When the footbridge was finally done that fall it was the best built one anyone had ever seen. It spanned such a long ways across that you could get a nice rhythm going when you walked just right, timing your footsteps with the gentle rise and fall. That was her favorite part. If you got into stepping right you could have it heaving up and down pretty good after awhile and it was like dancing on a ship at sea. Her father hated it when she got it going like that, but she loved it more than anything. She couldn’t hardly cross it without getting a good surging swing going along the way. Father would tack on extra chores anytime he saw her do it but her granddad always said he built it to last and it could handle the stress.
“Leave her be, son. It’s just a bit of fun. That bridge can take it. We built her right. ”
That old bridge had held just fine for forty years. Sure, every few years they would have to replace a few of the deck boards with fresh ones, from the saw mill over the ridge, but the rest of it was almost indestructible. Being out in the weather was rough on the wood, even if it was oak. Chestnut would have lasted a lot longer, but since the Chestnut Blight came through, all the Chestnut trees had died and were long gone. Chestnut wood was hard to come by these days and too precious to waste on outside floorboards. You either saved it for furniture building or stored it away in the barn as a savings account for later. There would never again be Chestnuts growing to full size in the forest.
When the Big Flood of Fifty, the worst flood to ever hit here, came along, it rained so hard for so long that the creek grew into a raging monster. The water spread out, rising over top of both the first and second natural flood banks, across the bottomlands, covering the ground from one hill to the other, all along its length. Waves splashed wherever it ran up against trees, or sheds, or fences until the water worked away at whatever was in its’ path long enough to wear it clear away. It ripped fences and trees out and piled them up into huge dams, backing the creek up until it was as deep as a house and then would suddenly break loose and send off all the piled up debris downstream with such force that entire barns toppled into the water. Cows got stranded on little bits of high ground and then were washed away, bellowing, just their heads bobbing up every now and again, until they vanished.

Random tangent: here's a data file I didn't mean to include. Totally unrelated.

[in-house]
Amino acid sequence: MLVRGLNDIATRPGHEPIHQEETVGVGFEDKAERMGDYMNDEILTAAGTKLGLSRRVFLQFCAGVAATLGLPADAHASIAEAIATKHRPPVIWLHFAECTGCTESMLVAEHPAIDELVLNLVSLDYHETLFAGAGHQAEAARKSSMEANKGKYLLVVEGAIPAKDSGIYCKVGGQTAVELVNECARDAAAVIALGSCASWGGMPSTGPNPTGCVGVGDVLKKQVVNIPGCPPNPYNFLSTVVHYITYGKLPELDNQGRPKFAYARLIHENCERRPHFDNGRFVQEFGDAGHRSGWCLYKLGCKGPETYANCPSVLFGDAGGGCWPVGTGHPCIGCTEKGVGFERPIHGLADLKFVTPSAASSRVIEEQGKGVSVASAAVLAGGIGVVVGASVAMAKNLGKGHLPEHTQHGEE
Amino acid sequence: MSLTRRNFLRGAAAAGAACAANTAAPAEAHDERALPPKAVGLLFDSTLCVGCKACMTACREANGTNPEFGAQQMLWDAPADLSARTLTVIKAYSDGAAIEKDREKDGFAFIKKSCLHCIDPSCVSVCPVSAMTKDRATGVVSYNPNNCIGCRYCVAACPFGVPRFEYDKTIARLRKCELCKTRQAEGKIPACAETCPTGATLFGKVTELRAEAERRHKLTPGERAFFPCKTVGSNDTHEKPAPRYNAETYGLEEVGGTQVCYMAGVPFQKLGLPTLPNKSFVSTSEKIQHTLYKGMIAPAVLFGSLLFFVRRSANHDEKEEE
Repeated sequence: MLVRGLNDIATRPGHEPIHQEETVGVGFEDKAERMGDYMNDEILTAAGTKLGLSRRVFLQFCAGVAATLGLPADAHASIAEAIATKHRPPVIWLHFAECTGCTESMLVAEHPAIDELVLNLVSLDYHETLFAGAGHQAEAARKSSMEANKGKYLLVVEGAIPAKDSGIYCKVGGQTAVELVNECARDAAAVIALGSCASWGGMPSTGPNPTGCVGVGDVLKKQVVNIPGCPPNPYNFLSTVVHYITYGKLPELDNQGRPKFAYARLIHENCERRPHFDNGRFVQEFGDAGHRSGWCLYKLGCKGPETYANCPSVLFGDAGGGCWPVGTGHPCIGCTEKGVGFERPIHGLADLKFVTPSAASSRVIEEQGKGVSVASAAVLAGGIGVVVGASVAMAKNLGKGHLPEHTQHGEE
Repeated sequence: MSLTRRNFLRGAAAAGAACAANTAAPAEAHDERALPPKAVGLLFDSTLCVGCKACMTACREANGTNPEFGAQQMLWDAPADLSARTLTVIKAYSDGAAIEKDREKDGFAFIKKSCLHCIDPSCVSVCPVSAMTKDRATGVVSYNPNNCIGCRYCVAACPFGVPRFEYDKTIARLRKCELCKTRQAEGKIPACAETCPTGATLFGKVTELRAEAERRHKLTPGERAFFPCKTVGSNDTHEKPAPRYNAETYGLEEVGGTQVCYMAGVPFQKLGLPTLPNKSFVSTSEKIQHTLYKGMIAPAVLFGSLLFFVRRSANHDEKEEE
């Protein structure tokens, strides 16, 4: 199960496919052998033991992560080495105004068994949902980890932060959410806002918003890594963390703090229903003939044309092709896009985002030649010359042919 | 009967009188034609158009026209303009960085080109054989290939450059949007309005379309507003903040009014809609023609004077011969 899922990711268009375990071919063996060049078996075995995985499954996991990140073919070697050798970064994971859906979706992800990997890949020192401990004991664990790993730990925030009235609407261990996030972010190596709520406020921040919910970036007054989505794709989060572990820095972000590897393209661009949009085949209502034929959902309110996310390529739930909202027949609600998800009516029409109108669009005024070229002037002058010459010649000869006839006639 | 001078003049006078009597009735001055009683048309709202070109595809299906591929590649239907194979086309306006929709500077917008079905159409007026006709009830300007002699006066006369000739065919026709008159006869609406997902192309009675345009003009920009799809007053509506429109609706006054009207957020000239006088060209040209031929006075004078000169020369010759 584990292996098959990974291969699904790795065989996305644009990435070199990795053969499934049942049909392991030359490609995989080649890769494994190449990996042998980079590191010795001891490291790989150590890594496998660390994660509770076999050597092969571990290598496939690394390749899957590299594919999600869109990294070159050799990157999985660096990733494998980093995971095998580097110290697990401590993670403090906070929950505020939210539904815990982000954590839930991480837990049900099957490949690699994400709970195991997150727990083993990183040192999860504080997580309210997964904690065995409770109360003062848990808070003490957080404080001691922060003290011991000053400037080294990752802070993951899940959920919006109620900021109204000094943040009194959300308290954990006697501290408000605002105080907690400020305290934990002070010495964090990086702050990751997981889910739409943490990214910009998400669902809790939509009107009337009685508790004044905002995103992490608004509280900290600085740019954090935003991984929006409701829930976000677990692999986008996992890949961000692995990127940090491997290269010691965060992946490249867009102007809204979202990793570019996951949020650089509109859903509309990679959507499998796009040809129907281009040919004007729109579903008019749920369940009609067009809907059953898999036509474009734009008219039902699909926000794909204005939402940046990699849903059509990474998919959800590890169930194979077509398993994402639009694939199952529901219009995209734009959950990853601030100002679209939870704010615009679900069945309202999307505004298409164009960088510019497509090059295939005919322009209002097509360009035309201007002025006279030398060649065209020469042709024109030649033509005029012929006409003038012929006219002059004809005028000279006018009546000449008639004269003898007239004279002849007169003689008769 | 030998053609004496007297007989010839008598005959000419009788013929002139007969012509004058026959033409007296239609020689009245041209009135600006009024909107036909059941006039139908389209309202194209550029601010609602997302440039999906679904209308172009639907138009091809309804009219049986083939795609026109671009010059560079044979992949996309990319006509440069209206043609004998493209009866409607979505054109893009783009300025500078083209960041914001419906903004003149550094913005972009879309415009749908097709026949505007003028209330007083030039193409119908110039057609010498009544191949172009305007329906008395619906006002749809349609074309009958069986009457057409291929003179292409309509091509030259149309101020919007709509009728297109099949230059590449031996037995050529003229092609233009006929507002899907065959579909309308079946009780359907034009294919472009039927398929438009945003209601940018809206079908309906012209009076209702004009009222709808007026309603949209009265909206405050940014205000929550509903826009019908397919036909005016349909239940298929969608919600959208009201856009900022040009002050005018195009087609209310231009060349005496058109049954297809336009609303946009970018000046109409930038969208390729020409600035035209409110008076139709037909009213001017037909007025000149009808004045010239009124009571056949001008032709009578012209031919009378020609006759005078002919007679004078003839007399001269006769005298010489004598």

The muddy water came all the way up to the top of the risen ground where our house stood and was lapping at the porch for three days before it finally stopped raining and the creek started to slowly recede. Silt and mud and trees and bits of buildings was left everywhere. Some places got leveled out and improved with rich new soil. Some spots had so many trees and trash piled up it would take years to clean up.
Our haystacks floated down stream and came to rest on the Overbridge’s farm down the road, still upright and dry. Grandpa always made sure we made good tight stacks, but even he was surprised they had floated so well. All the cross fences were gone. Those sturdy, steel pipe bridge supports caught all kinds of trash and trees floating down the creek and finally toppled over, the cables of the footbridge acting like a big seine net, scooping up all kinds of flotsam, wedging into a dam, digging and swirling out a deep pond on the upstream side. The only place to cross the creek for a long time after that was a long ways downstream.